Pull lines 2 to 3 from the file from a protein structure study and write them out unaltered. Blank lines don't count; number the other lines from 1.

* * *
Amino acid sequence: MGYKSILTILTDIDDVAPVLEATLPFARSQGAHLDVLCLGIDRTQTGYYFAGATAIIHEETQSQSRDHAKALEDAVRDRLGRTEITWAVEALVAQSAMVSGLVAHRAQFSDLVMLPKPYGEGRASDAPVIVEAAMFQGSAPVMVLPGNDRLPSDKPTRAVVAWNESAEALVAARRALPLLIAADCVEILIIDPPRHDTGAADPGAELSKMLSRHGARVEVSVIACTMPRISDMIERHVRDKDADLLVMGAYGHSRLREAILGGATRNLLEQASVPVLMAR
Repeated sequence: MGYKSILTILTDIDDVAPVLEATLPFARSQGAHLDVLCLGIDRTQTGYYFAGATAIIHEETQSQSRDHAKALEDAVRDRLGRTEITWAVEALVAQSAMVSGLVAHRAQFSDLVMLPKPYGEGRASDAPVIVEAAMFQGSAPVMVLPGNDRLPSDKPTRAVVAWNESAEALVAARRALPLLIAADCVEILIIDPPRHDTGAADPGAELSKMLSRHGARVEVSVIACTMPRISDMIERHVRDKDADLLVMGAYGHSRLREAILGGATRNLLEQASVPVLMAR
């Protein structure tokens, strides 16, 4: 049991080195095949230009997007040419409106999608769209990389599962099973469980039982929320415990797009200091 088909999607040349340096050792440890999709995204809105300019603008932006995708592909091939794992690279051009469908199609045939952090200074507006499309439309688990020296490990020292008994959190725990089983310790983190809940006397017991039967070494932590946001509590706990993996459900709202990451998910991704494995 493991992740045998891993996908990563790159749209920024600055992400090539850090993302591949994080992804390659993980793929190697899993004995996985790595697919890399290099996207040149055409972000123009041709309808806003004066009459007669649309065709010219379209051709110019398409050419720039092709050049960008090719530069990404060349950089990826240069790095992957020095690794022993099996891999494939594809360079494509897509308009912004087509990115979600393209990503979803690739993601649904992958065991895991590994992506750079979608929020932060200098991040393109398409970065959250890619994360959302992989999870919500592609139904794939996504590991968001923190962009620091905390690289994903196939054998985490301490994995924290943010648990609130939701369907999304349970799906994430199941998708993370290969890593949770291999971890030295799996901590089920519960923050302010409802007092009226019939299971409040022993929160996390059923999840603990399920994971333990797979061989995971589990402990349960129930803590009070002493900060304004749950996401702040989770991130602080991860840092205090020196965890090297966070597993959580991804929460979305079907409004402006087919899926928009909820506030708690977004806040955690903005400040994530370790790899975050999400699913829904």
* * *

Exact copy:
Repeated sequence: MGYKSILTILTDIDDVAPVLEATLPFARSQGAHLDVLCLGIDRTQTGYYFAGATAIIHEETQSQSRDHAKALEDAVRDRLGRTEITWAVEALVAQSAMVSGLVAHRAQFSDLVMLPKPYGEGRASDAPVIVEAAMFQGSAPVMVLPGNDRLPSDKPTRAVVAWNESAEALVAARRALPLLIAADCVEILIIDPPRHDTGAADPGAELSKMLSRHGARVEVSVIACTMPRISDMIERHVRDKDADLLVMGAYGHSRLREAILGGATRNLLEQASVPVLMAR
């Protein structure tokens, strides 16, 4: 049991080195095949230009997007040419409106999608769209990389599962099973469980039982929320415990797009200091 088909999607040349340096050792440890999709995204809105300019603008932006995708592909091939794992690279051009469908199609045939952090200074507006499309439309688990020296490990020292008994959190725990089983310790983190809940006397017991039967070494932590946001509590706990993996459900709202990451998910991704494995 493991992740045998891993996908990563790159749209920024600055992400090539850090993302591949994080992804390659993980793929190697899993004995996985790595697919890399290099996207040149055409972000123009041709309808806003004066009459007669649309065709010219379209051709110019398409050419720039092709050049960008090719530069990404060349950089990826240069790095992957020095690794022993099996891999494939594809360079494509897509308009912004087509990115979600393209990503979803690739993601649904992958065991895991590994992506750079979608929020932060200098991040393109398409970065959250890619994360959302992989999870919500592609139904794939996504590991968001923190962009620091905390690289994903196939054998985490301490994995924290943010648990609130939701369907999304349970799906994430199941998708993370290969890593949770291999971890030295799996901590089920519960923050302010409802007092009226019939299971409040022993929160996390059923999840603990399920994971333990797979061989995971589990402990349960129930803590009070002493900060304004749950996401702040989770991130602080991860840092205090020196965890090297966070597993959580991804929460979305079907409004402006087919899926928009909820506030708690977004806040955690903005400040994530370790790899975050999400699913829904």